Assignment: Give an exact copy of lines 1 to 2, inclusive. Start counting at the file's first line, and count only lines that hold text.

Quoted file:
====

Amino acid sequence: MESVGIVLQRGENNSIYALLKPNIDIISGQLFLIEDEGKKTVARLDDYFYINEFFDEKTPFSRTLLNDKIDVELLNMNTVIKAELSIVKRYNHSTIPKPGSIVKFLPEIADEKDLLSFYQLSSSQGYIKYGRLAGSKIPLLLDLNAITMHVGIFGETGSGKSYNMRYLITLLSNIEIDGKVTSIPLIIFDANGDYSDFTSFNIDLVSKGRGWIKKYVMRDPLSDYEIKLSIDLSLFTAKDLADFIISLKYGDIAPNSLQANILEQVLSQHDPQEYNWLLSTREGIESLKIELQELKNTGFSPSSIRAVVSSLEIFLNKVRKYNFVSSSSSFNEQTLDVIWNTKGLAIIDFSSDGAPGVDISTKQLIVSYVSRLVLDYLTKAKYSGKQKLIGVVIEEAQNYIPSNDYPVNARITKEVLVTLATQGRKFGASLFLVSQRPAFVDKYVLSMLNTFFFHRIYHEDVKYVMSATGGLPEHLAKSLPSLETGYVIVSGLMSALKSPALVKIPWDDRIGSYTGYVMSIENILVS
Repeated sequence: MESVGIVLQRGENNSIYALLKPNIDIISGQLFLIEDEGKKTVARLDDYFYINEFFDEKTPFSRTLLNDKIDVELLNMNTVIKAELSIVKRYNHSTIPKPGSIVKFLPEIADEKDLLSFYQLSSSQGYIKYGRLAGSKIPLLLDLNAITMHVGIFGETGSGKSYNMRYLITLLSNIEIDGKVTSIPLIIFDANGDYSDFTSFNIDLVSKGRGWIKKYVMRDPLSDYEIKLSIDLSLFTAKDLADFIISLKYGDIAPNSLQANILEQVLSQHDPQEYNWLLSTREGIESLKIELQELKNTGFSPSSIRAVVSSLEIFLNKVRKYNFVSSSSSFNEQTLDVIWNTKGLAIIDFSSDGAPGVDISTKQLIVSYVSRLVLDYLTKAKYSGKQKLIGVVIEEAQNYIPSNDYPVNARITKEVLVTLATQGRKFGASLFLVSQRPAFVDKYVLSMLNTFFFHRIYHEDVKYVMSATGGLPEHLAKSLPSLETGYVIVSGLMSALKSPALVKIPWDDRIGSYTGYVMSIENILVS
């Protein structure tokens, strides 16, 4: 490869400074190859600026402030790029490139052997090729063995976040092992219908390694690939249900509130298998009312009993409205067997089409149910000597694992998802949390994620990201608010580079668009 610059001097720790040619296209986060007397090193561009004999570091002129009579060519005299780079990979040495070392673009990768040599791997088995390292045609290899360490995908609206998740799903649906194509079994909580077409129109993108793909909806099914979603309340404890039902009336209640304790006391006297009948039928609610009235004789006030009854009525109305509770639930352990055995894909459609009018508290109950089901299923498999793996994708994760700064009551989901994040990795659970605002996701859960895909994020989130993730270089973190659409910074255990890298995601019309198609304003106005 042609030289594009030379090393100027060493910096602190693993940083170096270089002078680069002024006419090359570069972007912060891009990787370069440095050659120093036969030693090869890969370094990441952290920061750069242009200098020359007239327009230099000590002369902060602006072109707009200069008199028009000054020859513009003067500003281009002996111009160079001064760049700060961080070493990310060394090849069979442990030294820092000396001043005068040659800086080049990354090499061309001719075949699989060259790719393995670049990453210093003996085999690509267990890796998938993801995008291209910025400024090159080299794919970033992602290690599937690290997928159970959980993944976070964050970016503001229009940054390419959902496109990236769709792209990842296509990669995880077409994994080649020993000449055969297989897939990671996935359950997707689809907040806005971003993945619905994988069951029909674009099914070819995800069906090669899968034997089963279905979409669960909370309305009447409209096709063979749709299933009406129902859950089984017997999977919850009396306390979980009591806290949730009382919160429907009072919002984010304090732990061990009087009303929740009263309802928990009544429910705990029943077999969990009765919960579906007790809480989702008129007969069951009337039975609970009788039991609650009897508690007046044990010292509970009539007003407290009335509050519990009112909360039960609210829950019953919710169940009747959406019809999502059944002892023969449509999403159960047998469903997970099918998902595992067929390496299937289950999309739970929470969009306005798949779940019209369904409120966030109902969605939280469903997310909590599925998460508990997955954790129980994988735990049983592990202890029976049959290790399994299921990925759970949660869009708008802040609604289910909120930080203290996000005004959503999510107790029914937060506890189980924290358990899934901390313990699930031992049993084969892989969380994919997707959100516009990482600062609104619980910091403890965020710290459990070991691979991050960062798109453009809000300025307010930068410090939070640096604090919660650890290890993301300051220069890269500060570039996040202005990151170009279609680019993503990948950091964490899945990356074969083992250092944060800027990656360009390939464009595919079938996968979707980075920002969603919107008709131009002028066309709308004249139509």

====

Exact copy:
Amino acid sequence: MESVGIVLQRGENNSIYALLKPNIDIISGQLFLIEDEGKKTVARLDDYFYINEFFDEKTPFSRTLLNDKIDVELLNMNTVIKAELSIVKRYNHSTIPKPGSIVKFLPEIADEKDLLSFYQLSSSQGYIKYGRLAGSKIPLLLDLNAITMHVGIFGETGSGKSYNMRYLITLLSNIEIDGKVTSIPLIIFDANGDYSDFTSFNIDLVSKGRGWIKKYVMRDPLSDYEIKLSIDLSLFTAKDLADFIISLKYGDIAPNSLQANILEQVLSQHDPQEYNWLLSTREGIESLKIELQELKNTGFSPSSIRAVVSSLEIFLNKVRKYNFVSSSSSFNEQTLDVIWNTKGLAIIDFSSDGAPGVDISTKQLIVSYVSRLVLDYLTKAKYSGKQKLIGVVIEEAQNYIPSNDYPVNARITKEVLVTLATQGRKFGASLFLVSQRPAFVDKYVLSMLNTFFFHRIYHEDVKYVMSATGGLPEHLAKSLPSLETGYVIVSGLMSALKSPALVKIPWDDRIGSYTGYVMSIENILVS
Repeated sequence: MESVGIVLQRGENNSIYALLKPNIDIISGQLFLIEDEGKKTVARLDDYFYINEFFDEKTPFSRTLLNDKIDVELLNMNTVIKAELSIVKRYNHSTIPKPGSIVKFLPEIADEKDLLSFYQLSSSQGYIKYGRLAGSKIPLLLDLNAITMHVGIFGETGSGKSYNMRYLITLLSNIEIDGKVTSIPLIIFDANGDYSDFTSFNIDLVSKGRGWIKKYVMRDPLSDYEIKLSIDLSLFTAKDLADFIISLKYGDIAPNSLQANILEQVLSQHDPQEYNWLLSTREGIESLKIELQELKNTGFSPSSIRAVVSSLEIFLNKVRKYNFVSSSSSFNEQTLDVIWNTKGLAIIDFSSDGAPGVDISTKQLIVSYVSRLVLDYLTKAKYSGKQKLIGVVIEEAQNYIPSNDYPVNARITKEVLVTLATQGRKFGASLFLVSQRPAFVDKYVLSMLNTFFFHRIYHEDVKYVMSATGGLPEHLAKSLPSLETGYVIVSGLMSALKSPALVKIPWDDRIGSYTGYVMSIENILVS